Fear and bewilderment rippled across her face. The allsuit couldn't disguise her alluring curves. She stood five-eight and was generously endowed, possessing a figure that would turn the heads of either sex. She had wheat-blond hair cascading straight past her shoulders, sported a V-shaped face that took the breath away, had a small smile that was warm and inviting, and had large, wide-set, intelligent eyes, their color as blue as amethyst.
Eyes that searched inside for a name. "I don't know who I am."
She has a lot of ease and confidence for not knowing who she is, he thought, admiring her composure. "Your designation is KTX552Y, so your name probably starts with Kay. Why don't you know your name?"
"I don't know." She shook her head. "I know I had one, back when I lived on—" She stared at him.
She's not seeing me, he thought. Her confusion was fairly common, even if her awareness wasn't. "—on Tantalus?" he asked. "I don't think so. You were just aborted from a uterpod. You've never lived anywhere."
"You see that chute?" he interrupted, pointing toward the floor. A narrow strip of concave sluice drained amniofluid and other detritus that sloughed off the twelve hundred mutaclones in this sector. "I'm supposed to send you down that chute. All aborted mutaclones go down the chute. You think you've lived 'cause the uterpods infuse pseudo-sensory simumems through nanostim tendrils into your brain. But it isn't real." Although she does seem remarkably alert, he thought, keeping it to himself.
"And the simumems give the mutaclones a sense of past," she added, "each memory tailored to the environment where they'll be serving. I know because I'm a doctor of—" she stared at him, that bewildered look taking hold of her face again.
"What, rocket science?" He snorted at his own joke. "Look, just have a seat, and when my shift ends, I'll take you over to the escoriant sector. They'll know what to do with you."
"Escoriant? An escort variant? Do I look like an escoriant?"
The equivalent of calling her a whore. She did have the face and body of a goddess and would fetch a steep price at open auction. What was he supposed to say? "Your gestation history tells me that's where you were transferred from."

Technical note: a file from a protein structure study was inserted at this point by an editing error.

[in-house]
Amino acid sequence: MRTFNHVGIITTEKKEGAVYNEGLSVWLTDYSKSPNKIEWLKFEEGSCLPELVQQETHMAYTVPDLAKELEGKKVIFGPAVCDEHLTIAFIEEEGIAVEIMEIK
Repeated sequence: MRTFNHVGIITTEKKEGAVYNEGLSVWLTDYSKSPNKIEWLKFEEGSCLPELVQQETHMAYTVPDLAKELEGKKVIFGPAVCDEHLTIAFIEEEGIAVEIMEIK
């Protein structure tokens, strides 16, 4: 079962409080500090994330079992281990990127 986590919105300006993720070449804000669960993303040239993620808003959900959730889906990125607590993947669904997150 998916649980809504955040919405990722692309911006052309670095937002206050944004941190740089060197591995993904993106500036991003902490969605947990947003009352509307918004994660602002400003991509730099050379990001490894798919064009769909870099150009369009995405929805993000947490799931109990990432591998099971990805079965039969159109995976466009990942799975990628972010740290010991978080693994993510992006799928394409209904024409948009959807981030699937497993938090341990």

"Oh, I see." Her ardor deflated, and she glanced around.
"You'll stay put for another hour?"
"Of course," she said matter-of-factly. "Oh, uh, thanks, Fred."
He smiled. "You're welcome. All right if I call you Kate?"
"Sure," she said, giving him a brief smile.
"Pleased to meet you." He gave her a bow and a grin. "Got to clean up," he said, gesturing up toward the uterpod where she'd been hanging. He engaged the extensile, lifting himself back to the now-limp and -empty uterpod, the derma hanging slack.
He maneuvered the extensile in between the full uterpods to get at the placental stem. The collar came away easily, and he inspected the nanostim base for damage. None visible, but just to make sure, he ran a bioscan. Some contusions from the abrupt withdrawal, the nanostim filaments having infiltrated the mutaclone's nervous system. Usually, a struggling mutaclone triggered the uterpod to withdraw the filaments to avoid such damage. When they didn't, placental stems were damaged and had to be replaced. Under the placental stem was the sector wall, ribbed with conduit. Soft slurping accompanied the peristalsis as the conduits pumped nutrients to the uterpods. Other conduits pumped waste out to the recycler. Silvery bundles of nanostim filaments crossed conduits like filigree.
The collar and empty uterpod derma went down the chute, the biomatter recycler reconstituting every bit of waste. Fred pulled back to look over his handiwork. On his corn, he scanned the vitals of the surrounding uterpods. The neighboring mutaclones hadn't been damaged by the aborted mutaclone's struggle, other than some slight bruising.